The Penal Chamber of Peru's Supreme Court on July 21 affirmed its acquittal of imprisoned former intelligence chief Vladimiro Montesinos of homicide charges related to the 1997 military raid on the Japanese ambassador's residence in Lima after it was seized by guerillas of the now-defunct Tupac Amaru Revolutionary Movement (MRTA). Two commandos, one hostage, and all 14 of the guerillas were killed in the operation, code-named "Chavín de Huantar." Two commandos who oversaw the operaiton, Nicolás Hermoza Ríos and Roberto Huamán Azcurra, were also cleared of homicide charges in the ruling. The three had been acquitted last October, but prosecutors requested a review of the earlier ruling on the basis of forensic evidence. The high court admitted that at least one of the "terrorists" (as the guerrillas are almost universally refered to in Peru's press), Eduardo Cruz Sánchez AKA "Tito," had been "executed"—shot to the head after he had already surrendered to the commandos. But the court found that it could not be determined who shot him, or if orders were given for the killing.
The death of former Argentine dictator Gen. Jorge Rafael Videla (1976-1981) on May 17 brings to seven the number of Latin American and Caribbean de facto heads of state who are now in prison or facing criminal charges for their acts while in power. All but one were charged in the last decade.
Peru's President Ollanta Humala is under growing pressure to decide whether to grant a "humanitarian" pardon to ex-dictator Alberto Fujimori. In recent days, a number of political opponents and even Lima Archbishop Cardinal Cipriani, a longtime Fujimori supporter, have called upon Humala to issue the pardon. Fujimori, 74, is serving a 25-year term for rights abuses and corruption. His family has requested clemency, citing poor health. Fujimori has undergone surgery several times in recent years to treat a tumor, although a medical report presented by a team of 12 commissioned specialists found no threat to his life. Former President Álan García, whose APRA party supports a pardon, called on Humala to "make a decision no or yes, but don't leave the issue in doubt." Justice Minister Eda Rivas, who is leading the pardon commission, responded, "I ask that you have patience." Ronald Gamarra, a prosecutor during Fujimori's landmark trials, charged that Cipriani "seems to be more Alberto Fujimori's attorney than the head of the Church in Peru." (Peruvian Times, April 2)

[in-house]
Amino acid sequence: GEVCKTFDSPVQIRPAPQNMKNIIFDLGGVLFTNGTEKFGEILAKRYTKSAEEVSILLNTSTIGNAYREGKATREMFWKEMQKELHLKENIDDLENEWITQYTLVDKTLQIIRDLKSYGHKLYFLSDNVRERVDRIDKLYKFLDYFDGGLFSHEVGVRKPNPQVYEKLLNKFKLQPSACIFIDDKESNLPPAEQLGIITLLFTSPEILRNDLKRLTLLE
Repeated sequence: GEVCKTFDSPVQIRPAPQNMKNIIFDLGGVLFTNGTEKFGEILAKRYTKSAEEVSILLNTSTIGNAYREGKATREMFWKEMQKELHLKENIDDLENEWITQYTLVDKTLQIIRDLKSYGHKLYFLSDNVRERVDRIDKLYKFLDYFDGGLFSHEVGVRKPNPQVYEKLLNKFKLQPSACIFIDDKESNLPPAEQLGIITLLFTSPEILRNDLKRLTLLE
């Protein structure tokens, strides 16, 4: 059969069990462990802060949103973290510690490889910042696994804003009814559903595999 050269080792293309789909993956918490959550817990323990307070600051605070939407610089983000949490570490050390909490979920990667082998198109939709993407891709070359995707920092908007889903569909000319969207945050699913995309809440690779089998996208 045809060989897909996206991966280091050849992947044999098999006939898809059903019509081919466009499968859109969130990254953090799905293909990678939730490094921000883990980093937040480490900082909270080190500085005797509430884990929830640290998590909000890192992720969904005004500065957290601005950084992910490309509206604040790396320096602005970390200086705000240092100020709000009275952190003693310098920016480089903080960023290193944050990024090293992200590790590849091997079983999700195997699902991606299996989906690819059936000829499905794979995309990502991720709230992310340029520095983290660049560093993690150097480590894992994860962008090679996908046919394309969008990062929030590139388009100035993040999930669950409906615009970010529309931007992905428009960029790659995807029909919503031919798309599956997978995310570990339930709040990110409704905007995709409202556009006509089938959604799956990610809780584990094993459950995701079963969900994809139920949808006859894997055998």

On Aug. 1, Peru's President Ollanta Humala signed a decree extending for another 60 days the state of emergency in the remote jungle area called the VRAE, for the Apurímac-Ene River Valley, where a remnant faction of the Shining Path guerilla movement remains active. However, as we have repeatedly noted, the acronym "VRAE" is becoming an elastic term defined by areas where the Shining Path is active rather than by geography. The state of emergency includes Echarate district, in La Convención province, Cuzco region—in the valley of the Urubamba, the next river basin to the east of the Apurímac-Ene. Similarly, districts of Tayacaja province in Huancavelica region are also affected—in the watershed of the Río Mantaro, to the west of the Apurímac-Ene, and on the edge of the central Andean section of the country. Affected districts in Ayacucho and Junín regions constitute the VRAE "proper"—actually within the Apurímac-Ene watershed. Most of the affected districts have been under a repeatedly extended state of emergency since May 2003, but Echarate only came under the decree in April after guerillas took scores of oil pipeline construction workers hostage.